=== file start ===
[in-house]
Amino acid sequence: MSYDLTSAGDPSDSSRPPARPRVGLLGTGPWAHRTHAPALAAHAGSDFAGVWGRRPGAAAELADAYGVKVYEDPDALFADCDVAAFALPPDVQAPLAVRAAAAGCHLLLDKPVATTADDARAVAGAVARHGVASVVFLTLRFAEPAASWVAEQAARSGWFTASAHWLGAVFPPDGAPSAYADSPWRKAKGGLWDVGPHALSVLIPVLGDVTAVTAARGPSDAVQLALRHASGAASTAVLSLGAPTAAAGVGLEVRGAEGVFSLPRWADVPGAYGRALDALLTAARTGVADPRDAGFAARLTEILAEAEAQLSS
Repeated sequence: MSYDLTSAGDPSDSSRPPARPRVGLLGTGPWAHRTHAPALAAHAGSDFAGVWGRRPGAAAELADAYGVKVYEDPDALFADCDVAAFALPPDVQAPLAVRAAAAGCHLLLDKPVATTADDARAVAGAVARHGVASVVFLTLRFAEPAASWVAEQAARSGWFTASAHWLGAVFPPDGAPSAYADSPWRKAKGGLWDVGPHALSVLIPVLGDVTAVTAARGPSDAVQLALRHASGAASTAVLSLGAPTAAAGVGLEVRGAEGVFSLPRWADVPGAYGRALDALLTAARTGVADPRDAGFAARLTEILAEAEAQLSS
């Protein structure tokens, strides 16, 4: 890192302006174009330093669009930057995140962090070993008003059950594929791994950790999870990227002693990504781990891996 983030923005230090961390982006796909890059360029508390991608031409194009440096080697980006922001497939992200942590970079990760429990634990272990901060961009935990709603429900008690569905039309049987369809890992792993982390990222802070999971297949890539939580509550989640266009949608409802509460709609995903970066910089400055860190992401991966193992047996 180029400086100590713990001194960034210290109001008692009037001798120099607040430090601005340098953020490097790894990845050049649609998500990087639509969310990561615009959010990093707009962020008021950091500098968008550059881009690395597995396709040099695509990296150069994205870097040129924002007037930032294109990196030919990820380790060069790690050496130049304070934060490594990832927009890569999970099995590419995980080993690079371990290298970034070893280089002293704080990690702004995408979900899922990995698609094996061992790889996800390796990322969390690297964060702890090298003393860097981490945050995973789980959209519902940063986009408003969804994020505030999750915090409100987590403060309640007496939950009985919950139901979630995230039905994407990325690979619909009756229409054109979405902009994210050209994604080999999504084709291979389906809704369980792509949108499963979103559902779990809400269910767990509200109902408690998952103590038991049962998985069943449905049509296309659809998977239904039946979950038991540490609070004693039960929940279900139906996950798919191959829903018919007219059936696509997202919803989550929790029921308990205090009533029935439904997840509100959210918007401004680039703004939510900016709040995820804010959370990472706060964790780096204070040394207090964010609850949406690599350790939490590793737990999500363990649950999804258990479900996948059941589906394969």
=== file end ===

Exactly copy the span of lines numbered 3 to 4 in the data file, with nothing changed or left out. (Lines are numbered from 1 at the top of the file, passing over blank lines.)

Repeated sequence: MSYDLTSAGDPSDSSRPPARPRVGLLGTGPWAHRTHAPALAAHAGSDFAGVWGRRPGAAAELADAYGVKVYEDPDALFADCDVAAFALPPDVQAPLAVRAAAAGCHLLLDKPVATTADDARAVAGAVARHGVASVVFLTLRFAEPAASWVAEQAARSGWFTASAHWLGAVFPPDGAPSAYADSPWRKAKGGLWDVGPHALSVLIPVLGDVTAVTAARGPSDAVQLALRHASGAASTAVLSLGAPTAAAGVGLEVRGAEGVFSLPRWADVPGAYGRALDALLTAARTGVADPRDAGFAARLTEILAEAEAQLSS
């Protein structure tokens, strides 16, 4: 890192302006174009330093669009930057995140962090070993008003059950594929791994950790999870990227002693990504781990891996 983030923005230090961390982006796909890059360029508390991608031409194009440096080697980006922001497939992200942590970079990760429990634990272990901060961009935990709603429900008690569905039309049987369809890992792993982390990222802070999971297949890539939580509550989640266009949608409802509460709609995903970066910089400055860190992401991966193992047996 180029400086100590713990001194960034210290109001008692009037001798120099607040430090601005340098953020490097790894990845050049649609998500990087639509969310990561615009959010990093707009962020008021950091500098968008550059881009690395597995396709040099695509990296150069994205870097040129924002007037930032294109990196030919990820380790060069790690050496130049304070934060490594990832927009890569999970099995590419995980080993690079371990290298970034070893280089002293704080990690702004995408979900899922990995698609094996061992790889996800390796990322969390690297964060702890090298003393860097981490945050995973789980959209519902940063986009408003969804994020505030999750915090409100987590403060309640007496939950009985919950139901979630995230039905994407990325690979619909009756229409054109979405902009994210050209994604080999999504084709291979389906809704369980792509949108499963979103559902779990809400269910767990509200109902408690998952103590038991049962998985069943449905049509296309659809998977239904039946979950038991540490609070004693039960929940279900139906996950798919191959829903018919007219059936696509997202919803989550929790029921308990205090009533029935439904997840509100959210918007401004680039703004939510900016709040995820804010959370990472706060964790780096204070040394207090964010609850949406690599350790939490590793737990999500363990649950999804258990479900996948059941589906394969």